Findings of fact and conclusions of law were waived. It therefore follows that every intendment is in favor of the judgment. Bryant v. Marstelle, 76 Cal.App.2d 740, 744, 173 P.2d 846. In such circumstances ‘the reviewing court will assume that the trial court found every fact essential to support the judgment, and when a transcript of the evidence is before the reviewing court it will not weigh the evidence to determine what is true and what is not, but it will search the record for the purpose only of determining whether there is substantial evidence supporting the judgment and will resolve all doubts in favor of the judgment.’ Baker v. Baker, 98 Cal.App.2d 424, 426, 220 P.2d 576, 578; Price v. Price, 114 Cal.App.2d 176, 179, 249 P.2d 841; In re Estate of Bristol, 23 Cal.2d 221, 223, 143 P.2d 689. Thus searching the record pursuant to this rule we find that the defendant testified that prior to the time he sold the business to Jappe he did not know the city of Hawthorne contemplated letting a contract for the disposal of rubbish and had solicited bids therefor.1 He was later asked: ‘When did you first learn that the City of Hawthorne actually as a matter of fact contemplated the letting of any contract in the City of Hawthorne?’ He replied: ‘I believe that was about the middle part of July of 1952.’ He was also asked: ‘Now, prior to June 10, 1952, did you have a conversation with anyone with regard to the city awarding a contract for the collecting of rubbish to Mr. Kazarian or anyone else?’ His answer was ‘No, I did not.’ In summarizing and evaluating the evidence at the conclusion of the trial the judge observed that ‘As far as Mr. Mandt's knowledge is concerned of the facts, he had none until sometime at the earliest in the middle of July, about the 18th * * *'2 The testimony to which we have referred justifies the trial judge's appraisal of the evidence and supports the implied finding that Mandt did not have knowledge prior to June 10, 1952, that the City contemplated letting a contract to pick up combustible rubbish. Such an implied finding is sufficient to sustain the judgment in defendant's favor.
The conversations with respect to the possibility of the City's going into the field of collecting combustible rubbish and letting a contract therefor indicate that the idea was in a nebulous state. They also produced conflicting reports and rumors. In analyzing this phase of the evidence the trial judge remarked that defendant was aware that a contract to pick up combustible rubbish ‘was possibly in the wind.’ This strikes us as being a fair appraisal of the situation, particularly in view of the court's clear indication that he could not give full credence to the testimony of one of plaintiff's witnesses on this subject. No action, either formal or informal, had been taken by the city council. It does not appear that a majority of the city council had committed themselves or even expressed an opinion in favor of such a venture on the part of the City. The idea was still in the conversation and rumor stage. The parties were dealing at arm's length. There was no fiduciary or other relation of trust or confidence between them. Plaintiff had full opportunity to make a complete investigation of all facets of the business he was seeking to buy. Under such circumstances defendant was not legally bound to tell the prospective buyer of any rumors or reports that were ‘in the wind,’ that the City might ‘possibly’ enter this field. Carter v. Seaboard Finance Co., 33 Cal.2d 564, 569, 203 P.2d 758; Amend v. Hurley, 293 N.Y. 587, 59 N.E.2d 416, 419; Grenlac Holding Corp. v. Kahn, Sup., 106 N.Y.S.2d 83, 85.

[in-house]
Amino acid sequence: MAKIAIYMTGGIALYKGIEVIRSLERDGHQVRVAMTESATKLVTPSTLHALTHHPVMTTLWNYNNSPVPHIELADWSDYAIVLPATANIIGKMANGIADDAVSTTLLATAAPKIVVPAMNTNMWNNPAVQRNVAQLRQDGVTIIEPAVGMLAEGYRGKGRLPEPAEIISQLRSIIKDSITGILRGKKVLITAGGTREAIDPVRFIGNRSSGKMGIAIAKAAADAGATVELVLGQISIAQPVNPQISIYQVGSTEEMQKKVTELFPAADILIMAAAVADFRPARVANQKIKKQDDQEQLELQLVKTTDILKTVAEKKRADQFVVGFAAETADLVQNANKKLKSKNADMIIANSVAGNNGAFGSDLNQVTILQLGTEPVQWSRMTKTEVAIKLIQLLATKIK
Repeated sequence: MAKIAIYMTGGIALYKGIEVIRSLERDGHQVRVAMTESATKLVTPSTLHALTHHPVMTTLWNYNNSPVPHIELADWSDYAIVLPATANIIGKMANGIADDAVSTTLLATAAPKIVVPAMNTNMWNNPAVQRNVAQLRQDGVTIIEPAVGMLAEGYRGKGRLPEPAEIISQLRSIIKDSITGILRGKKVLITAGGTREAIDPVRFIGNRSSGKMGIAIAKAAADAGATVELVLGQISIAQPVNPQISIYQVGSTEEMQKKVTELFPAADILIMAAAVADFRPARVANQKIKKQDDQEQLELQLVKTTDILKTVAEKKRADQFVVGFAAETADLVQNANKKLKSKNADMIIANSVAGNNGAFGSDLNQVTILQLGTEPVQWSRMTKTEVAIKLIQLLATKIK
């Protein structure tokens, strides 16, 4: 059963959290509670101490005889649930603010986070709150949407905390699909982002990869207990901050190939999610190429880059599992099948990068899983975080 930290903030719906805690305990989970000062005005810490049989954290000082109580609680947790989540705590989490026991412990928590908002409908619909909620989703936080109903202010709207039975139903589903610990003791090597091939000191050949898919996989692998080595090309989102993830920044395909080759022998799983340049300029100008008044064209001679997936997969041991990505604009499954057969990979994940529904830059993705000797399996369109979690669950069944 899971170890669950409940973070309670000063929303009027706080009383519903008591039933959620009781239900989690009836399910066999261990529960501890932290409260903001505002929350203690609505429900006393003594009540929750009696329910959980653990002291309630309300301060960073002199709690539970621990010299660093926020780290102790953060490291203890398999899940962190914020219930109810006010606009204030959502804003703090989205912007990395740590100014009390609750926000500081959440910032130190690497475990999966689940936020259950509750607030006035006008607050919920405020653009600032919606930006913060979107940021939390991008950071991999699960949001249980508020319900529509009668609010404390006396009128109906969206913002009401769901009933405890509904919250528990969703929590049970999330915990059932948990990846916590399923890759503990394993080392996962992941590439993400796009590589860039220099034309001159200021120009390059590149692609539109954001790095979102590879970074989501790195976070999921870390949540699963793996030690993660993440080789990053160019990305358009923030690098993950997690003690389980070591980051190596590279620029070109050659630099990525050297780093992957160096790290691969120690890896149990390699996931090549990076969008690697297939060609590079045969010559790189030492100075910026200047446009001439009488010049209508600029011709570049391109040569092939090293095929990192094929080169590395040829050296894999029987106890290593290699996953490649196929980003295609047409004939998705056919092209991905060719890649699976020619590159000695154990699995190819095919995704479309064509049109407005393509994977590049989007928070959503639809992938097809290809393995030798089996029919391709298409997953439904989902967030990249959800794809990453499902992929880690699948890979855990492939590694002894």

This case is clearly distinguishable from Dyke v. Zaiser, 80 Cal.App.2d 639, 182 P.2d 344, for in that case the defendant was a city councilman who, by virtue of his position, knew of official action that had already been decided upon which would be definitely executed within 24 hours and which would and did have the effect of greatly depreciating the value of the subject matter of the transaction.
The judgment is affirmed.
1. Following is an excerpt from defendant's testimony on this subject:‘Did you know that the City of Hawthorne contemplated letting a contract for the disposal of rubbish within the City of Hawthorne and had solicited bids for said contract? A. Not to my knowledge. As far as contemplating a contract, it is a matter of public record.‘Q. Did you know? A. Did I know they were contemplating a contract?‘Q. For the disposal of rubbish within the city, and had solicited bids for such contract. A. Before the sale of the business?‘Q. Yes. A. No.’
2. Shortly after this date a contract, effective in the early part of August, was entered into by the City and Mr. Kazarian for the collection of such rubbish.
MOORE, P. J., and McCOMB, J., concur.